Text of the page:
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Discussion Starter #1
A month and one week ago I did a 3 way swarm split. I gave the mother a 10 frame medium and added boxes as they grew. Today I went in to evaluate. They are in 3 boxes. The top box is all nectar. The second box has a lot of brood but it's spotty. Maybe 25% of the cells are not capped. The bottom box had eggs and larvae so it was hard to evaluate it.

The daughter mated and is in a five over five medium nuc. Last week they were bursting at the seams. I took out four frames of brood from the top box and I gave them foundation. Today they had drawn it all out and filled all of it with eggs. Here is what their brood looks like.





I am going to be gone for 3 weeks in July. Even if I give the daughter more boxes I feel like I won't be able to keep ahead of her all summer. My original thought was to over winter her in the nuc on top of another hive. Is it too early to keep her nuc size by fall? I can't start anymore new hives this year I have already gone from two to four plus two nucs.

The mother was a purchased Carnie from last spring. She has been great. She has already tried to swarm this spring and I know I will need to replace her but I am having a really hard time bringing myself to do it. Should I do it now and get it over with? I need a little encouragement that I am doing the right thing. The last time I killed a queen it was a mistake and very traumatic.:s
 

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I would not mess with those queens...they look to be doing awesome! Why not just transfer from 5 over 5 into 10 over 10? Don't replace anything until they give you a reason. JMO! I wouldn't want to go into winter with Nucs in your area...again....JMO.
 

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Discussion Starter #7
Maybe I should just hide another hive in the weeds. I am in a community garden in Brooklyn, I can expand, but not till next spring. Here is what I am dealing with.



I will try to get some pictures from the mother's brood. I don't have a lot of experience identifying a failing queen. I am concerned that she only has two boxes of brood, only nectar in the top box.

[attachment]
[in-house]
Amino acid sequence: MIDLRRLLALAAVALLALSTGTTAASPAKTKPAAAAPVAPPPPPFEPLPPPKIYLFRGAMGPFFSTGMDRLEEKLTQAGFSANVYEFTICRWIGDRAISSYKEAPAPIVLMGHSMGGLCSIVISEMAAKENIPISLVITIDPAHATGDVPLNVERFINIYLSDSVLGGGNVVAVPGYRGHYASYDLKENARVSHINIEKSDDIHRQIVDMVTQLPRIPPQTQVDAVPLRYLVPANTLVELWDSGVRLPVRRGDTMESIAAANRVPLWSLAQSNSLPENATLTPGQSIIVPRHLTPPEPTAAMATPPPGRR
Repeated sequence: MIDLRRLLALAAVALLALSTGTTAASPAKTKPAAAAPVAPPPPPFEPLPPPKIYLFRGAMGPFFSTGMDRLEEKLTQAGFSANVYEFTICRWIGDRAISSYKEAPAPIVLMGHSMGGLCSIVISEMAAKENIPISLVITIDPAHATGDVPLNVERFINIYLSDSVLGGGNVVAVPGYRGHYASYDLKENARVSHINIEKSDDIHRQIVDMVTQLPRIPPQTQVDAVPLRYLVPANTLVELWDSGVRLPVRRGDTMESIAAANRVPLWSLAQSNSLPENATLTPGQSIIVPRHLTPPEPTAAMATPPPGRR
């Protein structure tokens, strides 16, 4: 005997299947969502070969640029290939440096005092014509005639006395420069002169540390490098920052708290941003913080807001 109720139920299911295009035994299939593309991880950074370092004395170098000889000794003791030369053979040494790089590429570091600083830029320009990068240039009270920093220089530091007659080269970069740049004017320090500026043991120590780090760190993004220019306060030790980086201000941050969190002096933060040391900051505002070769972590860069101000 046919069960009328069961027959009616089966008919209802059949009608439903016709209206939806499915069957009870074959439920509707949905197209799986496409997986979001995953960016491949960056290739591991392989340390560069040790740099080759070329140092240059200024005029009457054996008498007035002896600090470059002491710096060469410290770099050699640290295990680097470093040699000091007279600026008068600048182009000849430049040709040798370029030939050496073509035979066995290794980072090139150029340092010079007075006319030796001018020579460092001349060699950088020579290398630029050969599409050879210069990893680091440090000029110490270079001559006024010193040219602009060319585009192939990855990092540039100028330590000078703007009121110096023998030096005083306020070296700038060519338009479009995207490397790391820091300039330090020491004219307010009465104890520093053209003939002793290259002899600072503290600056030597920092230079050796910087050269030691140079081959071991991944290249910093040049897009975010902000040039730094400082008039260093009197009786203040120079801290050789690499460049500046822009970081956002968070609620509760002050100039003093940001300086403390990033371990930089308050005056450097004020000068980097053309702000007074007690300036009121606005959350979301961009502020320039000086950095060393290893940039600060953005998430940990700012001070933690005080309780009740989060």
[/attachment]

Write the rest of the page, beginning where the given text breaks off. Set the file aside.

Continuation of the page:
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What you should do is your call, but when you say -

The bottom box had eggs and larvae so it was hard to evaluate it.

You may misunderstand how you need to evaluate a queens laying pattern. There are lots of reasons why there might be holes in a frame of capped brood that have nothing to do with the queen, but the pattern of eggs and larval shows you exactly what the queen is doing.

It sure does make you feel good when you see a nice frame of brood like that produced by a hive that you made by splitting - doesn't it. The timid folks who don't make increase really miss out in my opinion.
 

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Discussion Starter #10
Not much. I have four medium nuc boxes that are in use. I was going to pull the top box off the nuc that should be mated nowish and put it on this daughter nuc. I am probably going to have to try and sell the other nuc if it's mated. I have a grant to order a whole new hive for my new location next spring. I might order that now and put the nuc in that and hope the people in the apartments do not think I am going crazy. I have a table saw and some boards waiting for me to make hive bodies. Good thing I have a lot of honey to give away:eek:.
 

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The queen in the hive that attempted to swam earlier this year will attempt to swarm again, maybe in August but certainly next spring. My experience is that she should be replaced. Re queen with the daughter or let them make their own with the resources in the hive (there are eggs in the parent hive right?) If you dispatch her (I know, I know) they'll make their own and give the colony a nice brood break that will control the mites somewhat.
The nuc needs regular attention and 3 weeks away probably isn't going to work.
How about removing all but the queen + 1 frame of brood + 1 of honey (+ leave it where it is so the field bees return to it) from the nuc and divvy them up among the other hives & replace with drawn frames or even foundation and keep it 5 over 5. Pull honey frames from the the other hives and replace with the brood frames from the nuc. Extract the honey frames. There is still time for the nuc to grow but not become too strong while you're gone.

Older queen replaced and they won't swarm while you are gone and probably not next spring either.
Crowded nuc has plenty of work to do for three weeks but will certainly be able to sustain itself, it's like making a summer nuc by reducing it down like this.

This is one way and easy to accomplish, hopefully others will recommend other ways.
 

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Discussion Starter #12
Clyderoad, You always have a practical solution. I needed to hear that about the mother. I know that she won't be good for next year and she has got to go, right? I am not sure about trying my luck to get a good superceedure queen in Brooklyn after the flow. I am going to put if off a week by giving them a box from my mating nuc. I have to harden myself to the inevitable.

Does that mean that my new package queen from this year that tried to swarm is not going to be any good too?

Thanks again Clyderoad for your help.

David, I am going to look closer at the larvae, thanks for the tip.
 
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